I think we’re a pretty well intentioned group, with the objective to be able to convey a sense of what happened, or the effects of a tragedy on its victims and survivors. Perhaps the photograph we take might motivate people to heed warnings about, say, the dangers of carbon monoxide poisoning, or whatever it is that has brought us to this location in the first place.


Theresa Connolly reacts to the news that two of her neighbors, a father and daughter died of carbon monoxide poisoning in the Woodlawn section of the Bronx on January 13, 2004.
© 2004 Susan B. Markisz for The New York Times.

Battalion Chief Dennis Munnelly spoke to the press after 6 victims were taken to area hospitals from a private home at 4279 Oneida Avenue in the Woodlawn section of the Bronx. Shortly after 7:30 pm, two of the victims were reported to have died and 2 others remained in critical condition. Chief Munnelly advised neighbors to purchase carbon monoxide detectors.
© 2004 Susan B. Markisz for The New York Times.







As I arrived on a scene in November where a family of three had died of carbon monoxide poisoning, most of the EMS vehicles had already gone away empty, leaving only a few police officers guarding the street, a couple

of bystanders, and Con-Ed workers and FDNY inspectors going in and out of the house - windows wide open - waiting for the coroner to appear.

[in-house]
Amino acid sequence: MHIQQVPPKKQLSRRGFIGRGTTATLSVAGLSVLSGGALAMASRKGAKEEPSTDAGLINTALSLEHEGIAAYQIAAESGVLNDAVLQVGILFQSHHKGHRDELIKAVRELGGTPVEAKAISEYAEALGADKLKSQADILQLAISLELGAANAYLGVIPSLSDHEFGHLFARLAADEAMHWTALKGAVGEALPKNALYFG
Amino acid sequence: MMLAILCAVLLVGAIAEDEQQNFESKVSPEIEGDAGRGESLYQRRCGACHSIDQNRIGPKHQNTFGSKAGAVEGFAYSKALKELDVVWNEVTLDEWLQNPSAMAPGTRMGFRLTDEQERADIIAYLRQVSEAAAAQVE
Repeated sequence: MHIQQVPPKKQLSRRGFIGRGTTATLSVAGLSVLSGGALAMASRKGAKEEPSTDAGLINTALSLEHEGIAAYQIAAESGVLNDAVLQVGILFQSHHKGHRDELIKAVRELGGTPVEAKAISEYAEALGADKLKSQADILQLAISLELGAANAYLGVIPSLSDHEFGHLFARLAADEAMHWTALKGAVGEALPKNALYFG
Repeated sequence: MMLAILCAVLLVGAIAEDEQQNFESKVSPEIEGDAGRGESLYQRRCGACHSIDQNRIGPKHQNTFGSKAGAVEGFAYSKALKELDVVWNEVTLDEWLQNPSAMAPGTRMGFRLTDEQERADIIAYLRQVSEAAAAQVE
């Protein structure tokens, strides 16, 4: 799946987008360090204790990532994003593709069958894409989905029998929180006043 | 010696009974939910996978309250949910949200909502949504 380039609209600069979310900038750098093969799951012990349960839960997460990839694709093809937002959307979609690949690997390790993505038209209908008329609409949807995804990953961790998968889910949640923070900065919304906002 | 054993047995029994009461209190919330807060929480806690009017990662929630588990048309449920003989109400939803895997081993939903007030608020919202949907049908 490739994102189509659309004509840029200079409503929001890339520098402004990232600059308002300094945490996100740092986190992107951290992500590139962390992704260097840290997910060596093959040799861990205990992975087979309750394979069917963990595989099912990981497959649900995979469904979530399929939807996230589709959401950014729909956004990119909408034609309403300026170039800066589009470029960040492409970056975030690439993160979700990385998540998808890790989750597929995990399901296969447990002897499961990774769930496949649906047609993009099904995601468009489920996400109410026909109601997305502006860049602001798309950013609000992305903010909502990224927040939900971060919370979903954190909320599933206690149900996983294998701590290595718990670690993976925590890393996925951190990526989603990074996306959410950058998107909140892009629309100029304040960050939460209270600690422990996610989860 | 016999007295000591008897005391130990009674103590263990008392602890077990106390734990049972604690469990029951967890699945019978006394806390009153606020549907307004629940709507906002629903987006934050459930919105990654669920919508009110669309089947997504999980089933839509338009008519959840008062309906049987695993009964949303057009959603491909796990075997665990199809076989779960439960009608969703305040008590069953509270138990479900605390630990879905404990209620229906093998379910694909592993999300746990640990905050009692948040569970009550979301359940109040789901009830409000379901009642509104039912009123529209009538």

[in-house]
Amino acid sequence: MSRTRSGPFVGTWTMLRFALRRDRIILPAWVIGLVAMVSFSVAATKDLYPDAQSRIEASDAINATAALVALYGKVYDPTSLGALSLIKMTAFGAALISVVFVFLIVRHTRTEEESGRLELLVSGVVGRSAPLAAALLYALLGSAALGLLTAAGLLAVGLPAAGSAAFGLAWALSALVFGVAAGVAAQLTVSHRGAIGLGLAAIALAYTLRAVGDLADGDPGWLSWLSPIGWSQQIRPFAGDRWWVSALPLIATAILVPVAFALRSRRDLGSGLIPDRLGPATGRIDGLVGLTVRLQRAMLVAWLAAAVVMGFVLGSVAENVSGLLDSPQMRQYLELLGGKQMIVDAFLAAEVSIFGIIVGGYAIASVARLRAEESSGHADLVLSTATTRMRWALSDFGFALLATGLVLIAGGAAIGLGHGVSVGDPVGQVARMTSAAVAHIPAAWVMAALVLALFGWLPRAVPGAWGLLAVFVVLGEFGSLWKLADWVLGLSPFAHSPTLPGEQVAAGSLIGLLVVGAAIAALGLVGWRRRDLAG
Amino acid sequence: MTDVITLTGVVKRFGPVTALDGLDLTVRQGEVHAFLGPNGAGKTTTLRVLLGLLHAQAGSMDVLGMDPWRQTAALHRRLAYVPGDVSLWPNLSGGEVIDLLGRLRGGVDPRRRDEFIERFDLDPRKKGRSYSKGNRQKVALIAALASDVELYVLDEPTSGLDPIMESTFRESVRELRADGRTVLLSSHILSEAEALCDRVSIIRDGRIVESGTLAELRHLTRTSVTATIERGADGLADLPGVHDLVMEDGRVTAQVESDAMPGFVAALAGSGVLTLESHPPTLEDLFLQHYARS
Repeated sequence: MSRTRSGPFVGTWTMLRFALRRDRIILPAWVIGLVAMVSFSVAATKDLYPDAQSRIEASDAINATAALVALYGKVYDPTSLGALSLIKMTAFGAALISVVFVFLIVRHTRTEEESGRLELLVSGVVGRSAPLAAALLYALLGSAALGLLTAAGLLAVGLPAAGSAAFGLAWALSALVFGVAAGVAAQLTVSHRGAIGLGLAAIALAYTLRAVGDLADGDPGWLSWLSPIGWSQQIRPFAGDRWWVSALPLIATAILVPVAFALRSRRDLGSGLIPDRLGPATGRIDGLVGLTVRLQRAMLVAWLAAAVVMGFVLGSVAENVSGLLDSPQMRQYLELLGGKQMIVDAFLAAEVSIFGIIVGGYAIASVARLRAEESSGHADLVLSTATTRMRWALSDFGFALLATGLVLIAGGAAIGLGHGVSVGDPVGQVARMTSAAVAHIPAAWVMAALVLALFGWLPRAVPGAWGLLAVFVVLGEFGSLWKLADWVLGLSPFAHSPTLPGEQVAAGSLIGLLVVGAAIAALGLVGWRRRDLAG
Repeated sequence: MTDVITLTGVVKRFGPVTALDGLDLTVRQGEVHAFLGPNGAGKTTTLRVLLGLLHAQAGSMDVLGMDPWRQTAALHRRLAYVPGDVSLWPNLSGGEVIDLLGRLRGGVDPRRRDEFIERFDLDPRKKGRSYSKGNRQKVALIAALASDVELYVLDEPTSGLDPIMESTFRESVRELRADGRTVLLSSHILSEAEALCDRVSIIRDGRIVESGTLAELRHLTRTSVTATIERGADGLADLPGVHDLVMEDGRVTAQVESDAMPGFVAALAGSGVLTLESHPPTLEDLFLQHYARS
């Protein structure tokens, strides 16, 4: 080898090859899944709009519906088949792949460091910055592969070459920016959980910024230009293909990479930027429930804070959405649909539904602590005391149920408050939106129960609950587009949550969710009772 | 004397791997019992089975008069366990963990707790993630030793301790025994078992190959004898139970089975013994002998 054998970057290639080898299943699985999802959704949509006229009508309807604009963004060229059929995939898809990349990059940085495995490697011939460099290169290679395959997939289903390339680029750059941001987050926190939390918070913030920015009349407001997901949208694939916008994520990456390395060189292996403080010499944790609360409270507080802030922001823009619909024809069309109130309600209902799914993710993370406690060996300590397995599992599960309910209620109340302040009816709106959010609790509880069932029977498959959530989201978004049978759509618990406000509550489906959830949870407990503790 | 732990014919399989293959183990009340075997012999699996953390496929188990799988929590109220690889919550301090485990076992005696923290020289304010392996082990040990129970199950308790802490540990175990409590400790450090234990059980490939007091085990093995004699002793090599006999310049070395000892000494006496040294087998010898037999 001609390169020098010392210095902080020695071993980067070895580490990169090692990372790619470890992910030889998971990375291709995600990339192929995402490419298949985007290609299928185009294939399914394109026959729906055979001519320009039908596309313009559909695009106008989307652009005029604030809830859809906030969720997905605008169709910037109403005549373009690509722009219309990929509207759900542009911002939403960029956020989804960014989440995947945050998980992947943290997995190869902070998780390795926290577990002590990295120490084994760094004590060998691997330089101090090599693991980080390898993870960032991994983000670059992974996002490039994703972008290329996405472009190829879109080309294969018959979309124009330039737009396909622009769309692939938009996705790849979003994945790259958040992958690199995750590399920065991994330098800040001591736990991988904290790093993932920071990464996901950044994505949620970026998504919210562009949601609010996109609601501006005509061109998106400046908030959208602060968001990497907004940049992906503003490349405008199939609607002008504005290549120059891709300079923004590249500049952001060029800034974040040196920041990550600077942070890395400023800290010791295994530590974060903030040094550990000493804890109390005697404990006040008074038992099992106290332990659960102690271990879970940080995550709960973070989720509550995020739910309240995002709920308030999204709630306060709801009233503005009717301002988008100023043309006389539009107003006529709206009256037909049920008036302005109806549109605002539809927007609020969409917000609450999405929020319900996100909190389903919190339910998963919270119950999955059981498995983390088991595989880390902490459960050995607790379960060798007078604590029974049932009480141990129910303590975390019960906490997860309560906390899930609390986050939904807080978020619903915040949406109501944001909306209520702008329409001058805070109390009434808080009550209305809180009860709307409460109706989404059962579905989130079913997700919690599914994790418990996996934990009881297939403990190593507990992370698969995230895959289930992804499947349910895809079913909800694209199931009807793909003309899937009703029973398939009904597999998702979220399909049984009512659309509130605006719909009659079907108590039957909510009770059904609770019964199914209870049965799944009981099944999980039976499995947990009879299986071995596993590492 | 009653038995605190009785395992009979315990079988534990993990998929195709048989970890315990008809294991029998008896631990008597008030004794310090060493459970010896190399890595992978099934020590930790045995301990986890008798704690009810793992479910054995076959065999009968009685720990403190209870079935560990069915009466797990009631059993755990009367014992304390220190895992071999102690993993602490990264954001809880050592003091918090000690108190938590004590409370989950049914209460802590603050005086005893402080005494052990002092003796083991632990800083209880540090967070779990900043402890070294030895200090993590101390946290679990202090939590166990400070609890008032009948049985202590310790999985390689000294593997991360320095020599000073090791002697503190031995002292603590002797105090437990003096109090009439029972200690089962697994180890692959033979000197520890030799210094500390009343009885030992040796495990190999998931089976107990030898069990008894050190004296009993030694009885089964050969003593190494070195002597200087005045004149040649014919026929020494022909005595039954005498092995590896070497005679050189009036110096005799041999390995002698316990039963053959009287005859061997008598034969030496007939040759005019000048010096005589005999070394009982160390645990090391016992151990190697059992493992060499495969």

Local newscasters were set up with their satellite trucks down the block waiting to do their 11 PM live shot. After shooting from my limited perspective, I asked a plainclothes detective to allow me to cross the street, which was cordoned off by yellow tape. He shouted “No,” and when I added a second plaintive “Please,” he shouted “NO” even louder the second time. When I asked why, he turned his back to me and wouldn’t even acknowledge my presence. A walk around the block to get to the other side of the scene would have taken at least 10 minutes, because of the bizarre street pattern and the manner in which the police had cordoned off the scene. If I had been a resident on the street where the tragedy occurred, I would have been allowed to cross the approximately 30 feet to the other side. As a press photographer I was not.  Fortunately, a uniformed officer, having witnessed his superior’s response, came over and told me he would escort me across the street in a few minutes, and he did so when the detective walked away.